Dr. Albert de Villiers, chief medical health officer for the Interior Health Authority. (Contributed)
Interior Health top doctor released on bail after sex crimes charges involving child

Dr. Albert de Villiers was arrested on two Alberta charges in Kelowna on Tuesday

At an outdoor drive-in convocation ceremony, Mount Royal University bestows an honorary Doctor of Laws on Blackfoot Elder and residential school survivor Clarence Wolfleg in Calgary on Tuesday, June 8, 2021. THE CANADIAN PRESS/Jeff McIntosh
‘You didn’t get the best of me’: Residential school survivor gets honorary doctorate

Clarence Wolfleg receives honorary doctorate from Mount Royal University, the highest honour the school gives out

Indigenous Services Minister Marc Miller is seen during a news conference, Wednesday May 19, 2021 in Ottawa. THE CANADIAN PRESS/Adrian Wyld
Indigenous child-welfare battle heads to court despite calls for Ottawa to drop cases

Feds are poised to argue against two Canadian Human Rights Tribunal rulings

The Great Ogopogo Bathtub Race has been held in Summerland as a fundraising event. Do you know which Canadian city introduced this sport? (Black Press file photo)
QUIZ: A summer’s day at the water

How much do you know about boats, lakes and water?

Two-year-old Ivy McLeod laughs while playing with Lucky the puppy outside their Chilliwack home on Thursday, June 10, 2021. (Jenna Hauck/ Chilliwack Progress)
VIDEO: B.C. family finds ‘perfect’ puppy with limb difference for 2-year-old Ivy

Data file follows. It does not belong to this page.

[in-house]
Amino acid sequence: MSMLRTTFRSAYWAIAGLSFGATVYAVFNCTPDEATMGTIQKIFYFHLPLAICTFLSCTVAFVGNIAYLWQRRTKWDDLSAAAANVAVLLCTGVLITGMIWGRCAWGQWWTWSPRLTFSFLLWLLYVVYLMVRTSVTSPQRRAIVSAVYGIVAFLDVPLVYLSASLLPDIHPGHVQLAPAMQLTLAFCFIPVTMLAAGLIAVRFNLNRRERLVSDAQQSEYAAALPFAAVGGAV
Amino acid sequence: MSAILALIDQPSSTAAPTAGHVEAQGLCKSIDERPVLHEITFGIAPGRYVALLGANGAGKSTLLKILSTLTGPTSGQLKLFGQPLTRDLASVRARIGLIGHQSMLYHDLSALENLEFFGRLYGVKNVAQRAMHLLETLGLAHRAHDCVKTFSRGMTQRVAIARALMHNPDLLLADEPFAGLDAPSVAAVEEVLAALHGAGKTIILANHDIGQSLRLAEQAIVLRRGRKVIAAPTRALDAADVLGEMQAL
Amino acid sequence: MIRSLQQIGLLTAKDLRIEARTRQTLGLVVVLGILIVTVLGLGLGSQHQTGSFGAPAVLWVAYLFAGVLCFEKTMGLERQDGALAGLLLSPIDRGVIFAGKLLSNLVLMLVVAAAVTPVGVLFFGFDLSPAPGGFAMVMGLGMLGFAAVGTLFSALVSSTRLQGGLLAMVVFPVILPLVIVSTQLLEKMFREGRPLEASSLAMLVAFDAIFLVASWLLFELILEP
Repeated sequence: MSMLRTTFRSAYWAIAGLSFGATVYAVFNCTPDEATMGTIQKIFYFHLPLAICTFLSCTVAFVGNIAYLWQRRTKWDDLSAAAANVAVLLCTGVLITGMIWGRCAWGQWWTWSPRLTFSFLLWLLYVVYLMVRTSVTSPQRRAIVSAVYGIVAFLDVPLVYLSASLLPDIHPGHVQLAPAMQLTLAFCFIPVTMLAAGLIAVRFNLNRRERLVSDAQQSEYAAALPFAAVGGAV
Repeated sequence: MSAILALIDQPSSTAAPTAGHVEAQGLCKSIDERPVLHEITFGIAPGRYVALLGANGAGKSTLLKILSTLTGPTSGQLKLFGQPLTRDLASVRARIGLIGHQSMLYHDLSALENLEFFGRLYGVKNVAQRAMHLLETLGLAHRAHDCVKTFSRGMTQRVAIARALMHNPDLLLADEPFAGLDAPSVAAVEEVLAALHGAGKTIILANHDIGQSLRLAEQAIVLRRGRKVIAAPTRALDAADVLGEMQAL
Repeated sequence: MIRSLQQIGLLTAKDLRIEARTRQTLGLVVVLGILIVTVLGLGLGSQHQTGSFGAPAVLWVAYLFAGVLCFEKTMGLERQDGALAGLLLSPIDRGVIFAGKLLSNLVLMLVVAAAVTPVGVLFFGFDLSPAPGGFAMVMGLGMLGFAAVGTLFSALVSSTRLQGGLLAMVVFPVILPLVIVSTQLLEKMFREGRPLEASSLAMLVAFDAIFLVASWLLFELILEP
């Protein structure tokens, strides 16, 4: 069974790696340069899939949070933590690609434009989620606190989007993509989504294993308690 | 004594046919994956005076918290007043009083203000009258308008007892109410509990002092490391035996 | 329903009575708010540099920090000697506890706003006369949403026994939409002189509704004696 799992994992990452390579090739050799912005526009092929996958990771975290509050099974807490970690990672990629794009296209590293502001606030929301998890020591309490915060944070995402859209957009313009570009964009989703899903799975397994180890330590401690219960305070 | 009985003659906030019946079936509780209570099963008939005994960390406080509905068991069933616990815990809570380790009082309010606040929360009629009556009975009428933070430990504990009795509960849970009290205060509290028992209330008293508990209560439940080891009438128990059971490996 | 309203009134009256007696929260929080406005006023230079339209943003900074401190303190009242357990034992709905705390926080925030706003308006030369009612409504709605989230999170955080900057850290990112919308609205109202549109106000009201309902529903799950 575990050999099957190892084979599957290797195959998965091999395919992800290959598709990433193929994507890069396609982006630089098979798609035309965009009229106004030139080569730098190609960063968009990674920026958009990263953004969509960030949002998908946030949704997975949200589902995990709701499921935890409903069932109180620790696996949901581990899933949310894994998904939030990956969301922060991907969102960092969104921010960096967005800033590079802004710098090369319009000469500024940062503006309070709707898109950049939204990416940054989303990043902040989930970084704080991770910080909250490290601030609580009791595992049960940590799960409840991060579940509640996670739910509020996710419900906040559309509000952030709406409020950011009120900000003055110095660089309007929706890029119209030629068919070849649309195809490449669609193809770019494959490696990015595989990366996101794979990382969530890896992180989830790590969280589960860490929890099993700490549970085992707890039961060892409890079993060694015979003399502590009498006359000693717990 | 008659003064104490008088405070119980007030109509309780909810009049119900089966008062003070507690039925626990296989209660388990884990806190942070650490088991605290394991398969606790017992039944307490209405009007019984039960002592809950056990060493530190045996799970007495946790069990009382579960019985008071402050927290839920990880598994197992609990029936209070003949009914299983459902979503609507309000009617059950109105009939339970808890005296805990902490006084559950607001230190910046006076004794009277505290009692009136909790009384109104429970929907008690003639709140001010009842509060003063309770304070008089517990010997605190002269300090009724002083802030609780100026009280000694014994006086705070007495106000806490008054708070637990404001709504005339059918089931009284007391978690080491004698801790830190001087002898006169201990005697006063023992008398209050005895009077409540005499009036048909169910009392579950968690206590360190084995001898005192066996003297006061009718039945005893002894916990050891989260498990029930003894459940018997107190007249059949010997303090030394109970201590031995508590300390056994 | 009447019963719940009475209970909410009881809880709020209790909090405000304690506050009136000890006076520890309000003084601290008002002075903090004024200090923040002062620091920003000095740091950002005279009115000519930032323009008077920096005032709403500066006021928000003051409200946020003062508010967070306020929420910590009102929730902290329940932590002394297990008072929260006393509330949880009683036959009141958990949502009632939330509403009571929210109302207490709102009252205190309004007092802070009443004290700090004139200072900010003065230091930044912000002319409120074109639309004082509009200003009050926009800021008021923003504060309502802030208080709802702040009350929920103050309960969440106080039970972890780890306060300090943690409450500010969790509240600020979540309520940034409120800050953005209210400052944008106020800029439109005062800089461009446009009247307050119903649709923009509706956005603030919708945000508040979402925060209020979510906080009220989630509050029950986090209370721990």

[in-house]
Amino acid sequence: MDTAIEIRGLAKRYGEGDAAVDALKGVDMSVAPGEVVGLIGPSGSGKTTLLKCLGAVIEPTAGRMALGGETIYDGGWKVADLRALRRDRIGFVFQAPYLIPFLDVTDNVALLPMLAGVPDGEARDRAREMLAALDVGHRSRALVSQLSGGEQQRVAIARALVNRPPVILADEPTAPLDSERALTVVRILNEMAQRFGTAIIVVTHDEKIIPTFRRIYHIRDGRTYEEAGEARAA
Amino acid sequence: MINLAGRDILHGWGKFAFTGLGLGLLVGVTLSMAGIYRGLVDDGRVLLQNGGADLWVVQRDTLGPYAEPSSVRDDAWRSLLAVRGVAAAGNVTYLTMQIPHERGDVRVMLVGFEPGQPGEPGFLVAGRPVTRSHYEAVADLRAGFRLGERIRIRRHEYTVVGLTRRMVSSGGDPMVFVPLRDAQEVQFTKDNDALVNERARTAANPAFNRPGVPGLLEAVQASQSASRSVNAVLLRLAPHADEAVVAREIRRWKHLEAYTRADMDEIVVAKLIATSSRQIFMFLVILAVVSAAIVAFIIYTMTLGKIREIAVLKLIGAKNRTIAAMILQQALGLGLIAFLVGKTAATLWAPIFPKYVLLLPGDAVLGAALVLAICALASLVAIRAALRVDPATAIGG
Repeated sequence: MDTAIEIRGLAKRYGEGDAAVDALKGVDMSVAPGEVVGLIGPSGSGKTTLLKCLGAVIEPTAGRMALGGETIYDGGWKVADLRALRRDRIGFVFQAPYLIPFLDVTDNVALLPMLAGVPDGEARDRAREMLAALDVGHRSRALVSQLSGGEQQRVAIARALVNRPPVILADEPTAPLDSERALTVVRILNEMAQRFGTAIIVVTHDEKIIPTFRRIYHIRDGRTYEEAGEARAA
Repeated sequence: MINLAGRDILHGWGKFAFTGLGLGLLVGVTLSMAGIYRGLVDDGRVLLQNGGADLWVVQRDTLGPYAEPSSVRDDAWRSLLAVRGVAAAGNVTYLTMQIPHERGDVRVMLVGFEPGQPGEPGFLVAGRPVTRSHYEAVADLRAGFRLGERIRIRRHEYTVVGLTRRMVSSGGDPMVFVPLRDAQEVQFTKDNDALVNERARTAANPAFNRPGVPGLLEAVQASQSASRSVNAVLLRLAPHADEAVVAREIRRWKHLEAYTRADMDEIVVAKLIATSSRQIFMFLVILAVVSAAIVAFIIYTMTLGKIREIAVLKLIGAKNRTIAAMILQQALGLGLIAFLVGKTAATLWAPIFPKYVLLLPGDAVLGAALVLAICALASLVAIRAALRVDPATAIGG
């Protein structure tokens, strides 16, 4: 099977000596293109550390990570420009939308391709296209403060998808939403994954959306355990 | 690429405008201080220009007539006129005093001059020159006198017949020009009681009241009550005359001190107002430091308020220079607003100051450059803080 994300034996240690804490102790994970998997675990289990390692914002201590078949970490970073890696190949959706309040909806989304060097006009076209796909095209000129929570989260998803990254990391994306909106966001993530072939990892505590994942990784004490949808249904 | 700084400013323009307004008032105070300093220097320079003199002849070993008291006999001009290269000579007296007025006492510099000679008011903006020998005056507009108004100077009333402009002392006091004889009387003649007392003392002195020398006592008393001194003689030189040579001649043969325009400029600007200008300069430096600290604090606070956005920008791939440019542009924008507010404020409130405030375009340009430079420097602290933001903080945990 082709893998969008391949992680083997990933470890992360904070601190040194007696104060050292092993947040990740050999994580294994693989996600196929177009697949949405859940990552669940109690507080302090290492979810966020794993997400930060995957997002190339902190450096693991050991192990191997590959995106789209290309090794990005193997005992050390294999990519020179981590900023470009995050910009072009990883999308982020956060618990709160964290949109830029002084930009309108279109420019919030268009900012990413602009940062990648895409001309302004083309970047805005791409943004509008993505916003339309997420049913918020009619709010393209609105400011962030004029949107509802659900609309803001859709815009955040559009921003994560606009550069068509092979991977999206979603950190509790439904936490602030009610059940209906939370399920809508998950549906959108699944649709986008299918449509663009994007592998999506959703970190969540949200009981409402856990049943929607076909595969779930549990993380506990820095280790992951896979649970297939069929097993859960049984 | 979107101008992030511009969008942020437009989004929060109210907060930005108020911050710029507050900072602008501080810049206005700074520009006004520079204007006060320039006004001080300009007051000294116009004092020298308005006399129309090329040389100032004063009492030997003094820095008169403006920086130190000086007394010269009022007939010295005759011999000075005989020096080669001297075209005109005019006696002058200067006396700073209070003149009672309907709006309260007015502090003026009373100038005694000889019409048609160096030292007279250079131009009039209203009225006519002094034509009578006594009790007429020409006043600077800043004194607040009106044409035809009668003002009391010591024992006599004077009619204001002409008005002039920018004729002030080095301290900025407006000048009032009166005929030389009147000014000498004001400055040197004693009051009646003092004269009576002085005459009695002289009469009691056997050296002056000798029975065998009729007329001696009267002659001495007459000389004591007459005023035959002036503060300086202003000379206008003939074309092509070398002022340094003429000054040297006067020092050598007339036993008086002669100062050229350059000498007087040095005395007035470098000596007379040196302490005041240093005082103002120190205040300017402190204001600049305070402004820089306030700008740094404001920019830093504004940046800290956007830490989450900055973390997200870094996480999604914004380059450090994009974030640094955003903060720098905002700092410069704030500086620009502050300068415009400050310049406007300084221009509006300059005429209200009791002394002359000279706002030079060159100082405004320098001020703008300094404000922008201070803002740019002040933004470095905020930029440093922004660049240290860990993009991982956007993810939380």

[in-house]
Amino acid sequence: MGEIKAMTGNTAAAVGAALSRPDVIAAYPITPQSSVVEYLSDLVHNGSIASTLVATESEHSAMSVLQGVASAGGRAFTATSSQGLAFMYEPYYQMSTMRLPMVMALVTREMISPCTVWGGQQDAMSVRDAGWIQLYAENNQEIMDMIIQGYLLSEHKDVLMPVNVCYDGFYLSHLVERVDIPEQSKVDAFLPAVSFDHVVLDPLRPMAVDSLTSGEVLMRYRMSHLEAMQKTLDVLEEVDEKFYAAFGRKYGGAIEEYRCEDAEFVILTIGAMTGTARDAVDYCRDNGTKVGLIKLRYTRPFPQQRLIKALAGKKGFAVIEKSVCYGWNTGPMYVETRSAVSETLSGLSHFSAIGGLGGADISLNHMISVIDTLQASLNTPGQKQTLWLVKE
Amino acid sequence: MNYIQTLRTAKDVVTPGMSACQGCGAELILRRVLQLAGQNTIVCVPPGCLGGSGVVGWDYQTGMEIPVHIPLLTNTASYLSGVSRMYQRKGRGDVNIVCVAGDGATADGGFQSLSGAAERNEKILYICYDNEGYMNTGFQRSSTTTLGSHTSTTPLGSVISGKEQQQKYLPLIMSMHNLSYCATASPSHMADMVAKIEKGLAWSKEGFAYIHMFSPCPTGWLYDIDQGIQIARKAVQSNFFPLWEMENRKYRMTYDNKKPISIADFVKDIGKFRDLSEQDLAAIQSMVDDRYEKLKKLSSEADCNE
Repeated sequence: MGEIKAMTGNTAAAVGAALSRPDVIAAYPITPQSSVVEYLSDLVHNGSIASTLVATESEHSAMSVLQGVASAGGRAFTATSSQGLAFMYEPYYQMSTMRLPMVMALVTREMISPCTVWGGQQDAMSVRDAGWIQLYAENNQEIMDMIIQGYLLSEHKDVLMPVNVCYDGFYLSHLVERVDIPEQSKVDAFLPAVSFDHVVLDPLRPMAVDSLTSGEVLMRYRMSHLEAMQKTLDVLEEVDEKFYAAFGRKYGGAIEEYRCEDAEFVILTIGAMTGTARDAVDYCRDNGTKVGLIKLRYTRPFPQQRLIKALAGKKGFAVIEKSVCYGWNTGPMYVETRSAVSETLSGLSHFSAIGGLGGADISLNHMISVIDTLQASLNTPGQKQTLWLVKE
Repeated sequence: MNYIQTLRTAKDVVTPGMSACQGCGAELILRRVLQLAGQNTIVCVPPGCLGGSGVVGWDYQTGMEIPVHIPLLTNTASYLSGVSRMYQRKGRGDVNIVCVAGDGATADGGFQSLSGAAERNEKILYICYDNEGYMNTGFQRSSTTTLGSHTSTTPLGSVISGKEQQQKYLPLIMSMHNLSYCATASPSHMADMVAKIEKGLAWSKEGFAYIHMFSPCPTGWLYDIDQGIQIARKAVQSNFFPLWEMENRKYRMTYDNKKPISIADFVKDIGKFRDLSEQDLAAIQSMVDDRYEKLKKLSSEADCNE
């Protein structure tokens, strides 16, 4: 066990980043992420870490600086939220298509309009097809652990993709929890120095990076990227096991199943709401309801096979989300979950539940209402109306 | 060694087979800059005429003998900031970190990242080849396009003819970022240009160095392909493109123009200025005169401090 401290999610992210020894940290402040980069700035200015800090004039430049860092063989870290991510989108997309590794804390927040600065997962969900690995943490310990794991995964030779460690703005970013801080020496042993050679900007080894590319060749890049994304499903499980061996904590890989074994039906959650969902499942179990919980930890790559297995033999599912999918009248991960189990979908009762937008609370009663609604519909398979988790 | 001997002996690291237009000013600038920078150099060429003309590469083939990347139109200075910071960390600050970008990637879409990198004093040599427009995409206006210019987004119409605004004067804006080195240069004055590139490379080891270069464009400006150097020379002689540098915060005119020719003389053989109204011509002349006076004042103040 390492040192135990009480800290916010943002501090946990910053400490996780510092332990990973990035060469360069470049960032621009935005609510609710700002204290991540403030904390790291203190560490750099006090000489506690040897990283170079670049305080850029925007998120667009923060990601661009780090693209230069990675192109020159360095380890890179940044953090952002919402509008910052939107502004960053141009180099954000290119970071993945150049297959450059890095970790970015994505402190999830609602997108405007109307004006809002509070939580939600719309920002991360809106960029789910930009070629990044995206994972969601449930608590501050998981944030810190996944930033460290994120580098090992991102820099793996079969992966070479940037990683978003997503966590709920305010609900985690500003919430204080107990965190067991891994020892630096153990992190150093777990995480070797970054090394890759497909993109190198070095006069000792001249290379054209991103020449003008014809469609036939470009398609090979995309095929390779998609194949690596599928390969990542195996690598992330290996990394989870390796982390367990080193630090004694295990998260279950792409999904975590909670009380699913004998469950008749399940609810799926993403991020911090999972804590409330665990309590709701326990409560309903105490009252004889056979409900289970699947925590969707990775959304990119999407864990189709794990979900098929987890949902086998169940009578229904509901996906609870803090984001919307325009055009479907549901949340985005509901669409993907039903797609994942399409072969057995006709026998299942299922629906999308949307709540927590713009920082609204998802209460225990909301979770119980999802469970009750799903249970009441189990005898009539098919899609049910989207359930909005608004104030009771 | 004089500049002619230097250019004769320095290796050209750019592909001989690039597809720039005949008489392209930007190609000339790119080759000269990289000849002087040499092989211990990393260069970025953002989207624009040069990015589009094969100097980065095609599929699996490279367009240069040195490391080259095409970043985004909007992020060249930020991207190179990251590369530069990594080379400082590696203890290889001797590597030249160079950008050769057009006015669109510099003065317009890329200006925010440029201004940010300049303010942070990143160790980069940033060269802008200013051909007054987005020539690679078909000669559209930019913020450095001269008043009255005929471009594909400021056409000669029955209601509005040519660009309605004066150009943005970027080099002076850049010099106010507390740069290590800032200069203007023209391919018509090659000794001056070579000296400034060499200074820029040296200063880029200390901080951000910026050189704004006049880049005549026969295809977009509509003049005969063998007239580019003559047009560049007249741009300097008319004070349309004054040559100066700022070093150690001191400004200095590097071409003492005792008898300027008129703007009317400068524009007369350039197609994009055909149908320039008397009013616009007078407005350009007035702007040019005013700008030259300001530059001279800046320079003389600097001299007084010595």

Ivy has special bond with Lucky the puppy who was also born with limb difference

A million-dollar ticket was sold to an individual in Vernon from the Lotto Max draw Friday, June 11, 2021. (Photo courtesy of BCLC)
Lottery ticket worth $1 million sold in Vernon

One lucky individual holds one of 20 tickets worth $1 million from Friday’s Lotto Max draw

“65 years, I’ve carried the stories in my mind and live it every day,” says Jack Kruger. (Athena Bonneau)
‘Maybe this time they will listen’: Survivor shares stories from B.C. residential school

Jack Kruger, living in Syilx territory, wasn’t surprised by news of 215 children’s remains found on the grounds of the former Kamloops Indian Residential School

A logging truck carries its load down the Elaho Valley near in Squamish, B.C. in this file photo. THE CANADIAN PRESS/Chuck Stoody
Squamish Nation calls for old-growth logging moratorium in its territory

The nation says 44% of old-growth forests in its 6,900-square kilometre territory are protected while the rest remain at risk

Flowers and cards are left at a makeshift memorial at a monument outside the former Kamloops Indian Residential School to honour the 215 children whose remains are believed to have been discovered buried near the city in Kamloops, B.C., on Monday, May 31, 2021. THE CANADIAN PRESS/Darryl Dyck
‘Pick a Sunday:’ Indigenous leaders ask Catholics to stay home, push for apology

Indigenous leaders are calling on Catholics to stand in solidarity with residential school survivors by not attending church services

Most Read